A Close Fit

A Close Fit

You can thank a Dane by the name of Ole Kirk Christiansen for all those hard little pieces of plastic you step on in bare feet at night, because the kids didn’t put their Lego blocks away.

Although already in business in 1932, turning out wooden ironing boards and toys, it would be 1947 before the company acquired a plastic mould injection machine and began manufacturing the forerunners of the Lego blocks we know today. His company name, and thus the name of their most famous product, was taken from the Danish words “leg godt” or play well.

By 1949 they were making what was termed automatic binding bricks. It would be 1955 before they took on the look of Lego, and 1958, before the building blocks’ stud and tube method of fastening together, was introduced and patented. From a domestic product, the new toy was exported to the U.S., and as they say, the rest is history.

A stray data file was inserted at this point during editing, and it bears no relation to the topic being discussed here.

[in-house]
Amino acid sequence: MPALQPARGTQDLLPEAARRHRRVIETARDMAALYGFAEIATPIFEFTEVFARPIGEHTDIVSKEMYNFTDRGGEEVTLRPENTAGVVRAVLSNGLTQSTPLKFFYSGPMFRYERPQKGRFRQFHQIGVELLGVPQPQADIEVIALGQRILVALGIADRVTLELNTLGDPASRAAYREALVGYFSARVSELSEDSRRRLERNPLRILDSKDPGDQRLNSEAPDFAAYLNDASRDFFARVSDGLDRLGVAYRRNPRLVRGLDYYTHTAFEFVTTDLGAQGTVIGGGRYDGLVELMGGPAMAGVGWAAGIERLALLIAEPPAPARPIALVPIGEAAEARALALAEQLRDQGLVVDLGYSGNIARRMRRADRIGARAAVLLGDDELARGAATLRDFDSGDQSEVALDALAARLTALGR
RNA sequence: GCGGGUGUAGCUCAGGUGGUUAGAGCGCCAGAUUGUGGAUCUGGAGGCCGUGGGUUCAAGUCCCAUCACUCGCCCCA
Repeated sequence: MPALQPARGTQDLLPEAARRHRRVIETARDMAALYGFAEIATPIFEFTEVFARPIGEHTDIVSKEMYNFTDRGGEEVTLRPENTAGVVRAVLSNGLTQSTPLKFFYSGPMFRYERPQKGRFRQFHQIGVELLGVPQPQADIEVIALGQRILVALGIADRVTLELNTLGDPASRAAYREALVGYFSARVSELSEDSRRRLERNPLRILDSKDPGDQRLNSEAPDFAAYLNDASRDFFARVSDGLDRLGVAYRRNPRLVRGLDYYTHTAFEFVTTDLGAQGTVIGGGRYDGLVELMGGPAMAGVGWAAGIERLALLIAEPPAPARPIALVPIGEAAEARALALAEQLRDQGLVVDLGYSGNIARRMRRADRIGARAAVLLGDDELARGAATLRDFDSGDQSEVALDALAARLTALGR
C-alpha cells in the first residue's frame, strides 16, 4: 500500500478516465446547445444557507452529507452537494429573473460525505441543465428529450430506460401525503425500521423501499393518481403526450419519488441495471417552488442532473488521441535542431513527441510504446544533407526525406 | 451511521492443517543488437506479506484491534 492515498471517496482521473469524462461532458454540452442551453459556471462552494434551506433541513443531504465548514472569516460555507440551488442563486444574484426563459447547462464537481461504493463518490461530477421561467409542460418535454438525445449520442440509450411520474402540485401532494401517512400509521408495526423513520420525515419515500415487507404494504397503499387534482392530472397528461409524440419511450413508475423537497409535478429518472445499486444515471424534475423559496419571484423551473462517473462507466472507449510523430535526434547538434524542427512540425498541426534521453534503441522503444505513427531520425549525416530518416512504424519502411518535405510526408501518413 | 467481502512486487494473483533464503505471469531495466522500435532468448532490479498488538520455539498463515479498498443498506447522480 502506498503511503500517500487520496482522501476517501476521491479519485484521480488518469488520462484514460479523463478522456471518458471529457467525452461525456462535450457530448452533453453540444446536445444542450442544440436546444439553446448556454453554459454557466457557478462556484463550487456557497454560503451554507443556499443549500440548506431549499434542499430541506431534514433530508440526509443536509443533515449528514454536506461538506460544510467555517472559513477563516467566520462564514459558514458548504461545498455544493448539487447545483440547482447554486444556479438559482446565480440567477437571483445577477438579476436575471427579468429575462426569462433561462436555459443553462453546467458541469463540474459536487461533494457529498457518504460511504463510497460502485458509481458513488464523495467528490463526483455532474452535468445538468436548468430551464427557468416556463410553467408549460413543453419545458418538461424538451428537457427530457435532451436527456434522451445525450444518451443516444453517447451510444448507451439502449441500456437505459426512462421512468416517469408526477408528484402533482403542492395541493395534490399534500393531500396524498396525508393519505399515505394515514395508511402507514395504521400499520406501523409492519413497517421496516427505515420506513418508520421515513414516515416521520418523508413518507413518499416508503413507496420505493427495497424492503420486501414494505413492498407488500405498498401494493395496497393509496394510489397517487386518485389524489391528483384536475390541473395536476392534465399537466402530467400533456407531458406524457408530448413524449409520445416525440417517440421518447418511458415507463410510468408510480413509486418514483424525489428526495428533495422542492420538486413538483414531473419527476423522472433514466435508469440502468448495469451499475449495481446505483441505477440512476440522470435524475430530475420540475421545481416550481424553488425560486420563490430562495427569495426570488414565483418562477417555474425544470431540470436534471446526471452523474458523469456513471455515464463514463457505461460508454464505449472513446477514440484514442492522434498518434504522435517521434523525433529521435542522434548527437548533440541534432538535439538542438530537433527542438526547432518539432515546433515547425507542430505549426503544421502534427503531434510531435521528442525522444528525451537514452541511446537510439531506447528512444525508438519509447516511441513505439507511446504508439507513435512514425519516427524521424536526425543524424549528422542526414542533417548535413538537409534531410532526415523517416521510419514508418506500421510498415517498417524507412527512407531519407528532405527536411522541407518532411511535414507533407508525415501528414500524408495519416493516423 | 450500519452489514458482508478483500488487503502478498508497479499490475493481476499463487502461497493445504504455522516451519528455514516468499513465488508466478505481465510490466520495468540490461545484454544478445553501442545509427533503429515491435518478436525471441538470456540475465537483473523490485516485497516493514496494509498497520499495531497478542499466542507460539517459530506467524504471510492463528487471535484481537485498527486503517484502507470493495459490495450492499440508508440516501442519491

But have you ever wondered why the blocks are so precise? That’s because in any manufacturing run, the allowable margin of error is in the thousands of an inch, or they are rejected. That kind of guarantee of performance, means that you can take six 8 stud bricks of the same color, and put them together in a mind boggling 102,981,500 combinations. If you’re not that ambitious, three of the same bricks can be locked together 1,060 different ways. And two of the same color, a paltry 24 combinations.

Mirror, Mirror on the wall

A loving brother